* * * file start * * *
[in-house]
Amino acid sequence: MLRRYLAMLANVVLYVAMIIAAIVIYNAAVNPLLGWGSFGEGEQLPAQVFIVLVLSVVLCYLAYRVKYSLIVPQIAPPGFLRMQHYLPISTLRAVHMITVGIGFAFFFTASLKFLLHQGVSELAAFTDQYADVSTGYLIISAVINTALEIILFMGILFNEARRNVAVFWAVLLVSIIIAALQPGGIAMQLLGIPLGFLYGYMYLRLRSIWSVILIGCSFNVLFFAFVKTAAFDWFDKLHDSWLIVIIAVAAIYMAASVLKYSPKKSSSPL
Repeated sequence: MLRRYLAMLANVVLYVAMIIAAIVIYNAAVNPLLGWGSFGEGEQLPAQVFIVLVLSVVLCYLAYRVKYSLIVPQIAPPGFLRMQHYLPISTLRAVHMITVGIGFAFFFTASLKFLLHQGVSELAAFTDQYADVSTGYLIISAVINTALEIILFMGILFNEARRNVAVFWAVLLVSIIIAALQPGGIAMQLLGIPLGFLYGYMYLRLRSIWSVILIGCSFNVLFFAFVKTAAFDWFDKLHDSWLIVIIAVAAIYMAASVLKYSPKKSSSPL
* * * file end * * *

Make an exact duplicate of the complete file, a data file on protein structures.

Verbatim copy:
[in-house]
Amino acid sequence: MLRRYLAMLANVVLYVAMIIAAIVIYNAAVNPLLGWGSFGEGEQLPAQVFIVLVLSVVLCYLAYRVKYSLIVPQIAPPGFLRMQHYLPISTLRAVHMITVGIGFAFFFTASLKFLLHQGVSELAAFTDQYADVSTGYLIISAVINTALEIILFMGILFNEARRNVAVFWAVLLVSIIIAALQPGGIAMQLLGIPLGFLYGYMYLRLRSIWSVILIGCSFNVLFFAFVKTAAFDWFDKLHDSWLIVIIAVAAIYMAASVLKYSPKKSSSPL
Repeated sequence: MLRRYLAMLANVVLYVAMIIAAIVIYNAAVNPLLGWGSFGEGEQLPAQVFIVLVLSVVLCYLAYRVKYSLIVPQIAPPGFLRMQHYLPISTLRAVHMITVGIGFAFFFTASLKFLLHQGVSELAAFTDQYADVSTGYLIISAVINTALEIILFMGILFNEARRNVAVFWAVLLVSIIIAALQPGGIAMQLLGIPLGFLYGYMYLRLRSIWSVILIGCSFNVLFFAFVKTAAFDWFDKLHDSWLIVIIAVAAIYMAASVLKYSPKKSSSPL